NEWPORT, R.I. — The people of Virgin Gorda, one of the British Virgin Islands that Hurricane Irma devastated, are in desperate need of help and one of the island’s key employers is trying to provide it.
“We’re the biggest employer on the island, so it’s incumbent on us to take care of them,” John Glynn, sales and marketing vice president at the Bitter End Yacht Club and Resort, said at the Newport International Boat Show on Sept. 14. “The people are what make the BVI so special.”
The club, which was heavily damaged in the storm, has set up a fund to help get resources to the island, hit hard by the Category 5 hurricane. Club customers have sent questions about people by name, Glynn told Trade Only Today.
“For our guests, for our visitors, it is family,” said Glynn, who is based in Connecticut and has worked at the club for 31 years.
“We are getting a banner right now to hang over this,” Glynn said, gesturing to the backdrop to his boat show booth. “This isn’t what it’s about right now.”
Glynn said he has vetted many — though not all yet — of the fundraisers on a BVI relief site that has been widely circulated and aggregates several others. Glynn pointed to Richard Branson’s Virgin fundraising site and the Virgin Gorda Relief Supply Fund as being reputable.
On the opening morning of VIP day at the Newport show the Virgin Gorda & Bitter End Yacht Club Staff Irma Relief Fund raised nearly $5,000. It has raised more than $180,000 to date for the people of the island.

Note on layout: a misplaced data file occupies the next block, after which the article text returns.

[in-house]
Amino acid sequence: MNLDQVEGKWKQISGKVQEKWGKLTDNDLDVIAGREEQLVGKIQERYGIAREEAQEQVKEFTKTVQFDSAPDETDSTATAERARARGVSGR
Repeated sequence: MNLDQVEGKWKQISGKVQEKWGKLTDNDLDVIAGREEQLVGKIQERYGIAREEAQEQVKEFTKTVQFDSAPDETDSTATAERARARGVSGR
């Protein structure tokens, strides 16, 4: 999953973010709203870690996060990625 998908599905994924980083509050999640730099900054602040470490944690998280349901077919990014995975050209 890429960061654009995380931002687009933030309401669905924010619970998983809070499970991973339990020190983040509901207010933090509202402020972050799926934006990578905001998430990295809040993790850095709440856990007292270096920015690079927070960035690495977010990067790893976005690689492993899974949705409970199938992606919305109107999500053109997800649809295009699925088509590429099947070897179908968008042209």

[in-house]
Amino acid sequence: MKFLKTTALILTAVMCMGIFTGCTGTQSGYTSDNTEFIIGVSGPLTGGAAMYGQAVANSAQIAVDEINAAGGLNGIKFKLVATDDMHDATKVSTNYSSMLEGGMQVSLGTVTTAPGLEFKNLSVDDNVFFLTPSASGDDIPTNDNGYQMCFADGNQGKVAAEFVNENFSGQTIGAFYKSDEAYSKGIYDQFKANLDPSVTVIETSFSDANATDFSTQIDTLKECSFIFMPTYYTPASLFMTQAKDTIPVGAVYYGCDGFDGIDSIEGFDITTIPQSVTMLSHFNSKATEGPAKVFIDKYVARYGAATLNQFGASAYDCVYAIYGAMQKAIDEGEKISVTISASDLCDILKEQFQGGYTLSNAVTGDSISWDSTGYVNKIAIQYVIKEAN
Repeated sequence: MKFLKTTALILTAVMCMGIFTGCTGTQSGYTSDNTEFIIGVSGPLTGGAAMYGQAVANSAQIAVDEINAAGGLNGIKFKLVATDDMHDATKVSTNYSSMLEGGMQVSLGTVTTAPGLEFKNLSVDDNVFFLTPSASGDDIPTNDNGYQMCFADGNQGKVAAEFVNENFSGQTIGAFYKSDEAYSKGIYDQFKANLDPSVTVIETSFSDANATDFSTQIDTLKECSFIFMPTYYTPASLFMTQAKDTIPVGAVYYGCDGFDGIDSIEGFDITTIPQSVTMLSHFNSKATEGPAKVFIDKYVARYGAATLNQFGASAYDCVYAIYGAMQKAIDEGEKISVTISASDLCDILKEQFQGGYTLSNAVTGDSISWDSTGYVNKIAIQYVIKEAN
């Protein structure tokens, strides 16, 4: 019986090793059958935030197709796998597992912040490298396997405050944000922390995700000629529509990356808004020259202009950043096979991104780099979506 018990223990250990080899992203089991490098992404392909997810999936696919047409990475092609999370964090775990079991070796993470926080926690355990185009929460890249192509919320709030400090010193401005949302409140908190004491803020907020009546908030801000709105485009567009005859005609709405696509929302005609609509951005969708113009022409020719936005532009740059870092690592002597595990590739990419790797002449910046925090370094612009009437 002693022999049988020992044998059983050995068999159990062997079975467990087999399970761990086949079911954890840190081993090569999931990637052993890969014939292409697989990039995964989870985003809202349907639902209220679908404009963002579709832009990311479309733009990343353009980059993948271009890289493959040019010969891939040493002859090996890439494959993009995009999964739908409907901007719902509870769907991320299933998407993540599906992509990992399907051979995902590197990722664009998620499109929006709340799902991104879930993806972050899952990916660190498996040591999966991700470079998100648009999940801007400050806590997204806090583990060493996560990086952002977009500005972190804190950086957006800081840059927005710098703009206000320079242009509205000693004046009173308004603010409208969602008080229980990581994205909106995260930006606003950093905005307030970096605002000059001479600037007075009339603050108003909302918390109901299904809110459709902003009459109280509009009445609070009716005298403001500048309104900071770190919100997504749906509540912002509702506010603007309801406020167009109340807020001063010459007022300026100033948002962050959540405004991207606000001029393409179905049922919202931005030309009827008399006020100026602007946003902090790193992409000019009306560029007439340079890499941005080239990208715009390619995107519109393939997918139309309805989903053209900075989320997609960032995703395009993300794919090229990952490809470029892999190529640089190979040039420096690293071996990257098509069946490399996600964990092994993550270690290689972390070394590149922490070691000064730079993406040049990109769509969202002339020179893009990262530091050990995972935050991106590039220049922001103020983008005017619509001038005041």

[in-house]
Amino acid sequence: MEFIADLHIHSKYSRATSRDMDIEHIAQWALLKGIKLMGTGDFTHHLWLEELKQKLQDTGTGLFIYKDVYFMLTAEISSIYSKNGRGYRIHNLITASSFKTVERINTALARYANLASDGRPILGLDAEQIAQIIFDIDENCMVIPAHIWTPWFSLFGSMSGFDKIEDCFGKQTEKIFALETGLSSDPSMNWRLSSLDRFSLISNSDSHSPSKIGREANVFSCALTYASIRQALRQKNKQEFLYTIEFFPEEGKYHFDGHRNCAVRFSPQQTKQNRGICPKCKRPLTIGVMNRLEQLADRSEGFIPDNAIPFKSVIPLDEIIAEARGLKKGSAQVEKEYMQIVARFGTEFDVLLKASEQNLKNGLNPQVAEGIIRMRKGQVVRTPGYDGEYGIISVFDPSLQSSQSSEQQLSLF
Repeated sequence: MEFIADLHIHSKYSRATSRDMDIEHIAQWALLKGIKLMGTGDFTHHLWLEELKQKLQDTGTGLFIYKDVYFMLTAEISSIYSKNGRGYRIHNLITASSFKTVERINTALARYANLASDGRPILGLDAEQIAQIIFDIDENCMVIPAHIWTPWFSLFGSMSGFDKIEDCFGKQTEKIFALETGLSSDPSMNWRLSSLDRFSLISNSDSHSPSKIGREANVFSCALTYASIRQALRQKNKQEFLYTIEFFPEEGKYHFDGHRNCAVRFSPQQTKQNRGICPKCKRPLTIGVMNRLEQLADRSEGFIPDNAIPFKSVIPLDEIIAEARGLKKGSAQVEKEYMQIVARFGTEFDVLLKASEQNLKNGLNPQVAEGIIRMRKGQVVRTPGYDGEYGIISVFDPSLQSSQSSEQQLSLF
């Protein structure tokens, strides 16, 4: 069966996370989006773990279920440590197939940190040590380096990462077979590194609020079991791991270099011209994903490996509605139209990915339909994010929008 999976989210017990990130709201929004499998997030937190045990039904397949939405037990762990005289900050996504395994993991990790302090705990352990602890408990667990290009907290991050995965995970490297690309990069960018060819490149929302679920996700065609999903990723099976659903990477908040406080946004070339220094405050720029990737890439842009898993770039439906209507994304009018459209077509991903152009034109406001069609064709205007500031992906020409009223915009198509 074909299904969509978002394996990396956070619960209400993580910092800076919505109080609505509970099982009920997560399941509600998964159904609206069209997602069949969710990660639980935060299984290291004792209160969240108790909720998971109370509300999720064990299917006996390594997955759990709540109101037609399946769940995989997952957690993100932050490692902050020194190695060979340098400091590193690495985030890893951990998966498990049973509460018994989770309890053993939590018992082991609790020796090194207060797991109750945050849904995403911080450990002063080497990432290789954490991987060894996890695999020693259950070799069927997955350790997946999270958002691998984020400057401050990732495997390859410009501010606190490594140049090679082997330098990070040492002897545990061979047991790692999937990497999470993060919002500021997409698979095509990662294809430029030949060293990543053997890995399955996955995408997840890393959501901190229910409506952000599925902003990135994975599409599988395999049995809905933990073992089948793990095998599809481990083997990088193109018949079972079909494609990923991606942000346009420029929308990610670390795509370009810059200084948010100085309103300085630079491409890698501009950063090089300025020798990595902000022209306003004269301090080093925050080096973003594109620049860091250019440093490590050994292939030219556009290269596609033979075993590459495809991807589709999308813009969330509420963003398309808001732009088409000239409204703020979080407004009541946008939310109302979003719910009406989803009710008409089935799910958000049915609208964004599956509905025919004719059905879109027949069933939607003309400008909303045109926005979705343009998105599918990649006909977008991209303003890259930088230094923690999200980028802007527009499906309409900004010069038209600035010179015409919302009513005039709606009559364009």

Glynn also gave credit to the “Puerto Rican Navy,” boaters with big sportfishing convertibles who have been delivering supplies to the island.
“The Puerto Rican boating crowd has been wonderfully helpful. They’ve sent at least four different flotillas of support boats, 70 or 80 miles, going to Tortola, Virgin Gorda — the outpouring …” Glynn trailed off. “They were willing to rush headlong into [Hurricane] Jose to help. … There’s a reason there’s a star on their state flag.”
Several images and a video feed of the club have circulated among social media, prompting a small crowd of people to gather around Glynn’s table.
When guests approached to ask about the club, Glynn was visibly conflicted between being a gracious and appreciative marketing vice president and being uncomfortable discussing structures when so many people were suffering.
“Whenever I can, I shift the focus to the human side of things because that is what is most important,” Glynn said during a brief moment when the crowd had momentarily dispersed. “Basic plumbing, basic electricity, food and shelter. This is what is most important.”
Soundings Trade Only will continue to cover relief and recovery efforts related to hurricanes Irma and Harvey in the months to come.